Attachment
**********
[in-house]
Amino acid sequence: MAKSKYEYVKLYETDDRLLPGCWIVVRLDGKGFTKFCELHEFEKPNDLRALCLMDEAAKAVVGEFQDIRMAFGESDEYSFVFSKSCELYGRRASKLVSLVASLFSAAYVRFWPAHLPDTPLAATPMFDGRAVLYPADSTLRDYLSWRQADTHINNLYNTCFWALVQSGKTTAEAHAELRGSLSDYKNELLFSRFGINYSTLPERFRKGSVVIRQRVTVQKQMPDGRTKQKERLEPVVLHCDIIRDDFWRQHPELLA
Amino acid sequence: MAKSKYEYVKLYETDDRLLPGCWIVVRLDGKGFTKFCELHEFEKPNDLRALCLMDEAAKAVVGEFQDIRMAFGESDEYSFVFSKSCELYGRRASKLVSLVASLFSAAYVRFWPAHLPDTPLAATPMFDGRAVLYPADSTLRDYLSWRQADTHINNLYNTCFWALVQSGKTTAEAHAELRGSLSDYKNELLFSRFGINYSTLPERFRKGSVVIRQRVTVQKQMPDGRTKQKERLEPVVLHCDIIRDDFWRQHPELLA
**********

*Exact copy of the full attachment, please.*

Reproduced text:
[in-house]
Amino acid sequence: MAKSKYEYVKLYETDDRLLPGCWIVVRLDGKGFTKFCELHEFEKPNDLRALCLMDEAAKAVVGEFQDIRMAFGESDEYSFVFSKSCELYGRRASKLVSLVASLFSAAYVRFWPAHLPDTPLAATPMFDGRAVLYPADSTLRDYLSWRQADTHINNLYNTCFWALVQSGKTTAEAHAELRGSLSDYKNELLFSRFGINYSTLPERFRKGSVVIRQRVTVQKQMPDGRTKQKERLEPVVLHCDIIRDDFWRQHPELLA
Amino acid sequence: MAKSKYEYVKLYETDDRLLPGCWIVVRLDGKGFTKFCELHEFEKPNDLRALCLMDEAAKAVVGEFQDIRMAFGESDEYSFVFSKSCELYGRRASKLVSLVASLFSAAYVRFWPAHLPDTPLAATPMFDGRAVLYPADSTLRDYLSWRQADTHINNLYNTCFWALVQSGKTTAEAHAELRGSLSDYKNELLFSRFGINYSTLPERFRKGSVVIRQRVTVQKQMPDGRTKQKERLEPVVLHCDIIRDDFWRQHPELLA